After committing more than $4.5 B of company funds to its offshore arctic program, Shell has decided to take a year respite - regroup, retool and reassess.
With technical difficulties and treacherous conditions in the Chukchi and Beaufort Seas having threatened operations of the company’s two drill ships, the Kulluk and the Discoverer, Shell is sending the vessels to an undisclosed location in Asia for major renovations and repairs. Since winning a license to drill in the notoriously choppy seas in 2005, the company has spent $4.5 billion searching for oil. The news suggests a crisis of confidence on the part of Shell, and is being celebrated by environmental groups that hope to use the company’s failure to make strides against future drilling in the pristine Arctic.
Consensus estimates are that about 22% of the world’s remaining oil and gas lies underground within the Arctic Circle. Obviously Shell would profit from tapping into those reserves, and there are other companies in the game as well, with ConocoPhillips (ticker NYSE-COP) having reaffirmed its plans to open exploration wells in the Chukchi Sea in 2014. Moreover, Norway has recently boosted its estimates for undiscovered oil in the Arctic, from 16.2 billion barrels to 18.7 billion. That country hasn’t opened up new drilling since 1994, but will decide this summer if it will expand into the Arctic itself, with acreage in the Barents Sea.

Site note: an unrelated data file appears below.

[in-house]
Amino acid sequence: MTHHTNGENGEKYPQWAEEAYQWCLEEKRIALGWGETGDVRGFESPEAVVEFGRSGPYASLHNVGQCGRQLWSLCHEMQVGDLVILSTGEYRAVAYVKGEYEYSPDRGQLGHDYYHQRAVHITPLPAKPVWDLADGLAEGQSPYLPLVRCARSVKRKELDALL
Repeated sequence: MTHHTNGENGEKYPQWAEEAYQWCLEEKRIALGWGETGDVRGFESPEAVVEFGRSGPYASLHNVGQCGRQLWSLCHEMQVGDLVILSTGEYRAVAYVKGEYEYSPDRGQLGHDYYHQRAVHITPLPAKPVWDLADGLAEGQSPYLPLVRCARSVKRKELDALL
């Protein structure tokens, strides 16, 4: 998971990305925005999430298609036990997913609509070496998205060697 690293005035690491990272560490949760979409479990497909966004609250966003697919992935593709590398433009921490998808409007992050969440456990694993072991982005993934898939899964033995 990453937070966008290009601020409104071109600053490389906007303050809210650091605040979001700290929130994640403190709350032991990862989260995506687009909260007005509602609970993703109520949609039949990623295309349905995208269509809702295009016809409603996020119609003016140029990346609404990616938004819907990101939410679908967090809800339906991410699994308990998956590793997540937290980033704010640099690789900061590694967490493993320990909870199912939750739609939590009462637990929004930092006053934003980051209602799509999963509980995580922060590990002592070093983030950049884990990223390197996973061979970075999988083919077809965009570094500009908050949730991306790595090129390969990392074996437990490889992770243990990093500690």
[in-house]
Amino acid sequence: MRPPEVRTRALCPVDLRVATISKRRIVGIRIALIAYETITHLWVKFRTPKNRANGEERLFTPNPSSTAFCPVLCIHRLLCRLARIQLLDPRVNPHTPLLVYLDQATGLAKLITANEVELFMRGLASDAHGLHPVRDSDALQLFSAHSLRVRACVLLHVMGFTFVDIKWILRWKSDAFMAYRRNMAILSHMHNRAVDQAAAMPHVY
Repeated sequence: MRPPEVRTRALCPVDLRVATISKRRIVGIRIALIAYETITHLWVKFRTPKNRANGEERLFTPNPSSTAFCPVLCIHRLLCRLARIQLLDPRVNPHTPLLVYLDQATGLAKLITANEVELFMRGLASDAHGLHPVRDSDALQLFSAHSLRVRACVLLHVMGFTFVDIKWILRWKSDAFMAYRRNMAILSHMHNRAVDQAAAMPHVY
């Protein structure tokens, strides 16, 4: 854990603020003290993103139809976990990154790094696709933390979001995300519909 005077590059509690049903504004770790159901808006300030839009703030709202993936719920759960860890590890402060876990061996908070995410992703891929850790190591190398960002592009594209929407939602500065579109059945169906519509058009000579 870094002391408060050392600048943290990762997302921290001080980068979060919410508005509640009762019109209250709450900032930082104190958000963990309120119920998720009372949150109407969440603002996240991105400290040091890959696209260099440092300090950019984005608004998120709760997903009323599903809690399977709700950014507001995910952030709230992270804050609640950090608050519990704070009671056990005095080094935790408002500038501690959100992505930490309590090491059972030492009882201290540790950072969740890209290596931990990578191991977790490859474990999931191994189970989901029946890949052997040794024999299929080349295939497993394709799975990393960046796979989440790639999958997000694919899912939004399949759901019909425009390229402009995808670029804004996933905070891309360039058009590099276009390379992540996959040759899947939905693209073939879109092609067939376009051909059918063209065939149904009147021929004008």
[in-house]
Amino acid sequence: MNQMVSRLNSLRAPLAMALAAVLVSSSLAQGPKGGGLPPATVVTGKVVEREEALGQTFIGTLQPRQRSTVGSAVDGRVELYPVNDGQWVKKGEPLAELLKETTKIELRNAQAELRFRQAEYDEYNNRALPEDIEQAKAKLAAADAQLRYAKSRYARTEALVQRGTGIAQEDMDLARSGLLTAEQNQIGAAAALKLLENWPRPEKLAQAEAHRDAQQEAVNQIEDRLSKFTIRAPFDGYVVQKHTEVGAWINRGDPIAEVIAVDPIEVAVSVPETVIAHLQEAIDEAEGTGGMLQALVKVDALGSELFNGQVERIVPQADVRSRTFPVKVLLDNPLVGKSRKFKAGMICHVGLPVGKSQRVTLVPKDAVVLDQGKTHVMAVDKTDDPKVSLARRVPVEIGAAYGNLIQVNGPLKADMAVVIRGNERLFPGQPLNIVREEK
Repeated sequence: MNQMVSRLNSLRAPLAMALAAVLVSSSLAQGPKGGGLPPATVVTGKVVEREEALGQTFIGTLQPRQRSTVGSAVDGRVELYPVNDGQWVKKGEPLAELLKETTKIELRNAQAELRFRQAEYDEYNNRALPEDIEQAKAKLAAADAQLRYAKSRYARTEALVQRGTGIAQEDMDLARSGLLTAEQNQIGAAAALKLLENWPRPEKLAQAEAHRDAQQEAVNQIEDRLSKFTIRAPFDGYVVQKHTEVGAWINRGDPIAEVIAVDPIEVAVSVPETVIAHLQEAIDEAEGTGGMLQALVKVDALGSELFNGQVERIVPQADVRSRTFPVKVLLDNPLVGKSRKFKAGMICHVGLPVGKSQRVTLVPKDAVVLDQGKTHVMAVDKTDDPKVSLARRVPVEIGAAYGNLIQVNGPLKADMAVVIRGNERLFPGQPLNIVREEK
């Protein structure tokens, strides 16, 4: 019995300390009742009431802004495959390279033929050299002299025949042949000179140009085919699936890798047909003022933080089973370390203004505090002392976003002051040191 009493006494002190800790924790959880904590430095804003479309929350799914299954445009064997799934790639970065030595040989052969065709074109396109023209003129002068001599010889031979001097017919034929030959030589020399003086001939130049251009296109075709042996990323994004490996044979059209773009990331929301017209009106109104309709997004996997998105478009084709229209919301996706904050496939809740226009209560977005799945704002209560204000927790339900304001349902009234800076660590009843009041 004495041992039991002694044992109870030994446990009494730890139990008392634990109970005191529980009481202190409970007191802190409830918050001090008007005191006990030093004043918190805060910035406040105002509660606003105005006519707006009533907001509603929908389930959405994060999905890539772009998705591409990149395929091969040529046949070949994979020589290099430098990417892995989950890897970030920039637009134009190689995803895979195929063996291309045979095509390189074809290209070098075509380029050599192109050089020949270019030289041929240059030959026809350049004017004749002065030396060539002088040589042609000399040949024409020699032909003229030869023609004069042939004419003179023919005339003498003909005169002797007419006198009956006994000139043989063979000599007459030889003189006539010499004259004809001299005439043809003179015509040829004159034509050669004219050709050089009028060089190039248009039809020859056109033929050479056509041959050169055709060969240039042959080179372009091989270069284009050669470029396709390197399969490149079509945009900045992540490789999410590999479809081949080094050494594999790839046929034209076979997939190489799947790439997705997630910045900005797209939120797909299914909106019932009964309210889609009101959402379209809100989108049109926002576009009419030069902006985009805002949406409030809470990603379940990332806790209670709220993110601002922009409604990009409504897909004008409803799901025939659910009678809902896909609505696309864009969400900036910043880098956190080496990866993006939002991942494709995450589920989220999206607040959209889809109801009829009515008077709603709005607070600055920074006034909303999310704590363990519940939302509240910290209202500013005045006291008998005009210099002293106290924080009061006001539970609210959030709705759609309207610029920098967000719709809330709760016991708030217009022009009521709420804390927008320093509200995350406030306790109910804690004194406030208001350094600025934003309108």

Shell completed top-hole drilling on two wells in 2012 in the Beaufort and Chukchi Seas, marking the industry’s return to offshore drilling in the Alaskan Arctic after more than a decade. This drilling was completed safely, with no serious injuries or environmental impact.
After the drilling season ended, however, one of Shell’s drilling rigs, the Kulluk, was damaged in a maritime incident related to strong weather conditions. The Kulluk and the second drilling rig, the Noble Discoverer, will be towed to locations in Asia for maintenance and repairs.
The Kulluk experience of 2012 provided Shell with valuable experience in offshore arctic drilling in the nastiest conditions. The company will be back in 2014 ready to carry-on.